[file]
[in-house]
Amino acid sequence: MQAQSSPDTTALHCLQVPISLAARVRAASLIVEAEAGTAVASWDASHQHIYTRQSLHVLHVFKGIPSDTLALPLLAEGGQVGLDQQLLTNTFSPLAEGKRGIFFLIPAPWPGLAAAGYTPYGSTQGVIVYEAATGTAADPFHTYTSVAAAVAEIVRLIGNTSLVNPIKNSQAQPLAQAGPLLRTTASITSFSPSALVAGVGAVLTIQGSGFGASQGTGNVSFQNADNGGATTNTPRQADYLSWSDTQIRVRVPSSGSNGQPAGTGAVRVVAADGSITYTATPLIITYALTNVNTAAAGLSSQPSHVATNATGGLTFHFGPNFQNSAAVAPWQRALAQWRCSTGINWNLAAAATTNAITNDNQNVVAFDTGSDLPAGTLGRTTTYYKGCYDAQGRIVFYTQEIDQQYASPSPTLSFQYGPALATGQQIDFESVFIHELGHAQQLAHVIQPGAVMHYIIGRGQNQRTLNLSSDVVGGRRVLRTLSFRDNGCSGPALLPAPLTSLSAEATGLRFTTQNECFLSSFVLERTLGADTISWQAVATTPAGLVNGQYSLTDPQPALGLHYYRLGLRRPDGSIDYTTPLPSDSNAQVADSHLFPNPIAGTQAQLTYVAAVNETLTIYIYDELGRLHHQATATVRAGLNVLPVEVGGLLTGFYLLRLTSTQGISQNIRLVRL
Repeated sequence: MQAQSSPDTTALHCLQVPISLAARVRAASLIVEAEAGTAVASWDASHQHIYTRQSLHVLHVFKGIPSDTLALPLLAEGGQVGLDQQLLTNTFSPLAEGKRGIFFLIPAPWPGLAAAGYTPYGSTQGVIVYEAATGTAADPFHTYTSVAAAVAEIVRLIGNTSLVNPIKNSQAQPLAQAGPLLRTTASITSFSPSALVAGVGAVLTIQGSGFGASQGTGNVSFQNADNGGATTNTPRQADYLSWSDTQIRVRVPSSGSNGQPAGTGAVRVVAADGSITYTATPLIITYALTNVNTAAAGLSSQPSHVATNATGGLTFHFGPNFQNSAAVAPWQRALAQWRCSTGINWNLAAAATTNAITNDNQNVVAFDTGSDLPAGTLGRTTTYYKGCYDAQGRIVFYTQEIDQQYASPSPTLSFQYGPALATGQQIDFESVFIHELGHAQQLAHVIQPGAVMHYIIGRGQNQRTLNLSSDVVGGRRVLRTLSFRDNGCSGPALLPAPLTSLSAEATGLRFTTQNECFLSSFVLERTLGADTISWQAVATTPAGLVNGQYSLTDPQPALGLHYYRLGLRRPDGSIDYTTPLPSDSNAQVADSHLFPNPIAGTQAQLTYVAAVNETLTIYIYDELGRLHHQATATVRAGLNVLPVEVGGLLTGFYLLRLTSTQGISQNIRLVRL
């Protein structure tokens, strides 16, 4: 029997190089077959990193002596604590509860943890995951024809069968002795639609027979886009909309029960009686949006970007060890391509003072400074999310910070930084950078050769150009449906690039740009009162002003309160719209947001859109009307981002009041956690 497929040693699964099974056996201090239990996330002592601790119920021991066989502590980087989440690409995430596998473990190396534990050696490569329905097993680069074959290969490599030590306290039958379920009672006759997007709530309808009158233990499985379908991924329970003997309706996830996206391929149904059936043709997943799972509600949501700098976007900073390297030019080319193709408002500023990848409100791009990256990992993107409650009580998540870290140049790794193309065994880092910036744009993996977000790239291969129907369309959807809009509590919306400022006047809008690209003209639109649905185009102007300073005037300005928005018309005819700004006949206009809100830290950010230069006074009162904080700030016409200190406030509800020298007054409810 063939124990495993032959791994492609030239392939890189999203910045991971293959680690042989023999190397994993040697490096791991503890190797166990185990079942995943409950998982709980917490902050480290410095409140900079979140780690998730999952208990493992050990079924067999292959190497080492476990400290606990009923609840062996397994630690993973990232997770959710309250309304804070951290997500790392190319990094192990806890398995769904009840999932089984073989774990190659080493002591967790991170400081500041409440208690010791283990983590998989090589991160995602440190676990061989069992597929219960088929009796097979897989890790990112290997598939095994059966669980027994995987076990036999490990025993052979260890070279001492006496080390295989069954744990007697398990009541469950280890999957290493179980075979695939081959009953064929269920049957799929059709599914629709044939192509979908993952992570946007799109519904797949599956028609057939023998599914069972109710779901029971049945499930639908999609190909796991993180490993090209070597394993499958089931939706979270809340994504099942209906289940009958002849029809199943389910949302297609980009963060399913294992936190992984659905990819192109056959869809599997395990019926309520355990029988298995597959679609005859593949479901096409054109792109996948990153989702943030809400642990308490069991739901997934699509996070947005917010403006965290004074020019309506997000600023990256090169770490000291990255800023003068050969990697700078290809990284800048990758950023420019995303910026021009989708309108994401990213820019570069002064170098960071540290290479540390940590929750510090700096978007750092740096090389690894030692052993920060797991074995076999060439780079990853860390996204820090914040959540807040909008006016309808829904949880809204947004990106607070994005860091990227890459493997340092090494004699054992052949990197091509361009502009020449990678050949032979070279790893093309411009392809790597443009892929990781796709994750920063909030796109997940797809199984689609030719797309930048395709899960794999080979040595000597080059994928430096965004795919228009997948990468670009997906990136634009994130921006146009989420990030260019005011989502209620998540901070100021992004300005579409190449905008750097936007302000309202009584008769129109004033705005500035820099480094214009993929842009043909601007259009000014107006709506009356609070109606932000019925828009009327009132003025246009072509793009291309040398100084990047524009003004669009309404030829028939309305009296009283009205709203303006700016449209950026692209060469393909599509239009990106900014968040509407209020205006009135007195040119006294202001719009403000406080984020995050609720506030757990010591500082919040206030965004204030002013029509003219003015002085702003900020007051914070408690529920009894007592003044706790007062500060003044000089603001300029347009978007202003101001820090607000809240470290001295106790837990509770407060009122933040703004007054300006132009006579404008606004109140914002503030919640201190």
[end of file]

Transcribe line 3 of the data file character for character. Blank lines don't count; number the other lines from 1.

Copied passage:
Repeated sequence: MQAQSSPDTTALHCLQVPISLAARVRAASLIVEAEAGTAVASWDASHQHIYTRQSLHVLHVFKGIPSDTLALPLLAEGGQVGLDQQLLTNTFSPLAEGKRGIFFLIPAPWPGLAAAGYTPYGSTQGVIVYEAATGTAADPFHTYTSVAAAVAEIVRLIGNTSLVNPIKNSQAQPLAQAGPLLRTTASITSFSPSALVAGVGAVLTIQGSGFGASQGTGNVSFQNADNGGATTNTPRQADYLSWSDTQIRVRVPSSGSNGQPAGTGAVRVVAADGSITYTATPLIITYALTNVNTAAAGLSSQPSHVATNATGGLTFHFGPNFQNSAAVAPWQRALAQWRCSTGINWNLAAAATTNAITNDNQNVVAFDTGSDLPAGTLGRTTTYYKGCYDAQGRIVFYTQEIDQQYASPSPTLSFQYGPALATGQQIDFESVFIHELGHAQQLAHVIQPGAVMHYIIGRGQNQRTLNLSSDVVGGRRVLRTLSFRDNGCSGPALLPAPLTSLSAEATGLRFTTQNECFLSSFVLERTLGADTISWQAVATTPAGLVNGQYSLTDPQPALGLHYYRLGLRRPDGSIDYTTPLPSDSNAQVADSHLFPNPIAGTQAQLTYVAAVNETLTIYIYDELGRLHHQATATVRAGLNVLPVEVGGLLTGFYLLRLTSTQGISQNIRLVRL